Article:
CMI Team Success Story:
By Akhil Aniff, CMI Fellow
Aruga Technologies is a new Pitt spin-off company that is
hoping to revolutionize the field of vascular grafts. Their unique graft technology,
named TopoGraft, aims to reduce the occurrence of clot formation in blood
vessels with its specially designed irregular internal shape. Not only can this
technology be used for vascular grafts, but the team hopes that it may be able
to reduce clot formation in mechanical circulatory support devices as well.
We were able to meet with Dr. Robert Kormos, a
cardiothoracic surgeon at UPMC Presbyterian Hospital and one of the lead
investigators on the Aruga Technologies team.
Can you give us a brief explanation of the product?
TopoGraft is an artificial arterial vessel that can be used
as a vessel graft in the body. All natural vessels in our body have these
natural folds in their inner surface that can change shape as the vessel
expands and contracts. This helps keep the surface “clean” and prevent thrombus
formation. TopoGraft works the same way and we’ve shown that our product helps
deter clots from forming within the vessel.
This kind of product can also be used in several other
applications, like heart pumps and VADs. Essentially our product is very
similar to the natural shape of endothelium in the body and this makes it
appear to be less of a foreign body in the body.
Who came up with the original idea for the graft design.
That would be Dr. Luka Pocivavsek. Luka first interviewed
here to be a resident for the hospital. He always had a tendency to be a great
scientist as well as being a physician. We had talked about the advantages of
working at UPMC given the very strong ties that the hospital has with Pitt
engineering, so it was a natural place for him to come here as begin to take the
lead on projects like this. After he had this idea, we connected with Dr.
Velankar and Dr. Tzeng to form the team.
How much funding has the team raised for this project?
We’ve received two grants from CMI, which really helped the
team conduct the initial work and research to develop a prototype. We also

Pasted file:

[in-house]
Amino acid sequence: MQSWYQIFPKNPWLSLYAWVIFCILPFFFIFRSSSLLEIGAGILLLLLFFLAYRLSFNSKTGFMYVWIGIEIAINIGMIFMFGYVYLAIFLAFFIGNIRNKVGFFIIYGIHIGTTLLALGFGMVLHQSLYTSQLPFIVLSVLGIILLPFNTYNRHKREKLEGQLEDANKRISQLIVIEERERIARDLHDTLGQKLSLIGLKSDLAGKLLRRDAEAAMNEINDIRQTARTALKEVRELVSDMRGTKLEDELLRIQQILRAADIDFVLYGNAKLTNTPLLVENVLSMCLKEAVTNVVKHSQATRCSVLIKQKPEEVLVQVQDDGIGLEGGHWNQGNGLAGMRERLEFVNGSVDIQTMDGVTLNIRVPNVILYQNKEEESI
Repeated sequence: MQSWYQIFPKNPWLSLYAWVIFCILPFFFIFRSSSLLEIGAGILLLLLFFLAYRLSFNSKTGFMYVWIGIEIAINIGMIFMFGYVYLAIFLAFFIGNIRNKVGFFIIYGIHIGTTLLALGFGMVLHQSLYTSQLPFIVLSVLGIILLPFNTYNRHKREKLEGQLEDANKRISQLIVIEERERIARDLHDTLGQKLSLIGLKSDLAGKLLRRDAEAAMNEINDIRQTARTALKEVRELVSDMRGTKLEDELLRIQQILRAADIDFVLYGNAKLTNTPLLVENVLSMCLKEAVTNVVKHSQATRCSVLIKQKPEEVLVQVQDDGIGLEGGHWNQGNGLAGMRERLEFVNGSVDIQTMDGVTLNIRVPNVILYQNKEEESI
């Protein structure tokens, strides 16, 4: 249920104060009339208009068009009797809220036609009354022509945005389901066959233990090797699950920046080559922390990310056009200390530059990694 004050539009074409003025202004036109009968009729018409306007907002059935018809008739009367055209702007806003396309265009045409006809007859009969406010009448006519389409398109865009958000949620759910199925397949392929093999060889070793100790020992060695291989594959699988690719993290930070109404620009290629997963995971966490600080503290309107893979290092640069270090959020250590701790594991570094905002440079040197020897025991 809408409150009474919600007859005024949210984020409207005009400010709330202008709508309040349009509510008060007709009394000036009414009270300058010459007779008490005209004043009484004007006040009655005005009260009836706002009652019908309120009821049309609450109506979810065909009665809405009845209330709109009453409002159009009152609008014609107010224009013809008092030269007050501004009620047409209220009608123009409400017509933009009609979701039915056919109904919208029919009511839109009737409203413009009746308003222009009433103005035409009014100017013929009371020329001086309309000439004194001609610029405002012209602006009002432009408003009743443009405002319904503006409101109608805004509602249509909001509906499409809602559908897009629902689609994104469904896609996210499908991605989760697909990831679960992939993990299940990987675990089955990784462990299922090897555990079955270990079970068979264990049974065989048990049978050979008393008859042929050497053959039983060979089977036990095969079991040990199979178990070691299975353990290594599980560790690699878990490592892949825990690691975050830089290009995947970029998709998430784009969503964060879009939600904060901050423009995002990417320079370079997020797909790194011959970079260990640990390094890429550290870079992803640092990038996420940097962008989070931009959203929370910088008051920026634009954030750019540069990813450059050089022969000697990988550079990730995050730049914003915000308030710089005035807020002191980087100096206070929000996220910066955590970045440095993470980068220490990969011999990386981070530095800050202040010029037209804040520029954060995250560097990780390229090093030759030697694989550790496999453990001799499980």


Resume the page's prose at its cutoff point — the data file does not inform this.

received funding from other sources, like NSF’s Icorp, the Innovation Institute,
and the Chancellor’s Innovation Scholarship. The team has a lot of great
experience and I believe that they’re going to accomplish a lot. The two rounds
helped us develop our initial product and conduct some baseline testing. In
total, the team raised about $300K to get to where we are now.
What’s the plan for getting this product into the market?
They will start with a graft that addresses peripheral
vascular disease. Once they can establish a footing in that market, they’ll
move on to applying this product to coronary bypass grafts and then move onto
larger grafts. Finally, the goal is to also apply this to mechanical
circulatory support devices such as Left Ventricular Assist Devices. Stroke is
a very large problem with mechanical devices, so this technology might be able
to help reduce the occurrence of those things.
The team is having a meeting with the FDA to determine what
kind of clinical study is appropriate for this product. Once that is complete,
they will be able to apply for SBIR grants. Given the incidence of arterial
disease, there is a massive multi-billion dollar market for this kind of
product. Most other plastic or biodegradable grafts are either too expensive or
too far away from being available in the market. Our device would sell for
about $900 whereas our competitors are closer to $10,000. There are still
several years ahead for development, but I believe we’re on a good track to
have a successful product in the market.